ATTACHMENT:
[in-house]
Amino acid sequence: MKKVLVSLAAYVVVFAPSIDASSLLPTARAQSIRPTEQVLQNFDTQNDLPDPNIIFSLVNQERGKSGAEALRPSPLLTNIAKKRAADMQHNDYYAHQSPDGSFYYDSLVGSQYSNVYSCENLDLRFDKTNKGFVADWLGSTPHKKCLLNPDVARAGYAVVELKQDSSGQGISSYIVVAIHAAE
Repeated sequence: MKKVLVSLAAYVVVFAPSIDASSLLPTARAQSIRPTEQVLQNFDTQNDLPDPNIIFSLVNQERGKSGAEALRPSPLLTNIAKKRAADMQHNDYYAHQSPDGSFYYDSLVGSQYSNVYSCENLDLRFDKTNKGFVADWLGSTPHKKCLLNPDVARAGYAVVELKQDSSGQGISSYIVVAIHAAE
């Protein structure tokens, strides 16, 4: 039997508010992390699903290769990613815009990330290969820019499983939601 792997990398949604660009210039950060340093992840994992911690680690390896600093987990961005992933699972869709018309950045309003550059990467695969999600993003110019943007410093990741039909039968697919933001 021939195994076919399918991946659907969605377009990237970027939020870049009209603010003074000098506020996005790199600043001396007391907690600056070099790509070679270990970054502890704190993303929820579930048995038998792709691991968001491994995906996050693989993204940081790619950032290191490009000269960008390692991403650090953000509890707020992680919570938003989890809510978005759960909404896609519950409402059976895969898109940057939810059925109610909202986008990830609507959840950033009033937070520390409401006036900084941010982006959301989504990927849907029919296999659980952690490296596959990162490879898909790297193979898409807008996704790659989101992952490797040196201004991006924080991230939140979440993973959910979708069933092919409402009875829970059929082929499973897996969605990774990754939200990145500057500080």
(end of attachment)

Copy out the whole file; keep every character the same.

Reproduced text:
[in-house]
Amino acid sequence: MKKVLVSLAAYVVVFAPSIDASSLLPTARAQSIRPTEQVLQNFDTQNDLPDPNIIFSLVNQERGKSGAEALRPSPLLTNIAKKRAADMQHNDYYAHQSPDGSFYYDSLVGSQYSNVYSCENLDLRFDKTNKGFVADWLGSTPHKKCLLNPDVARAGYAVVELKQDSSGQGISSYIVVAIHAAE
Repeated sequence: MKKVLVSLAAYVVVFAPSIDASSLLPTARAQSIRPTEQVLQNFDTQNDLPDPNIIFSLVNQERGKSGAEALRPSPLLTNIAKKRAADMQHNDYYAHQSPDGSFYYDSLVGSQYSNVYSCENLDLRFDKTNKGFVADWLGSTPHKKCLLNPDVARAGYAVVELKQDSSGQGISSYIVVAIHAAE
């Protein structure tokens, strides 16, 4: 039997508010992390699903290769990613815009990330290969820019499983939601 792997990398949604660009210039950060340093992840994992911690680690390896600093987990961005992933699972869709018309950045309003550059990467695969999600993003110019943007410093990741039909039968697919933001 021939195994076919399918991946659907969605377009990237970027939020870049009209603010003074000098506020996005790199600043001396007391907690600056070099790509070679270990970054502890704190993303929820579930048995038998792709691991968001491994995906996050693989993204940081790619950032290191490009000269960008390692991403650090953000509890707020992680919570938003989890809510978005759960909404896609519950409402059976895969898109940057939810059925109610909202986008990830609507959840950033009033937070520390409401006036900084941010982006959301989504990927849907029919296999659980952690490296596959990162490879898909790297193979898409807008996704790659989101992952490797040196201004991006924080991230939140979440993973959910979708069933092919409402009875829970059929082929499973897996969605990774990754939200990145500057500080």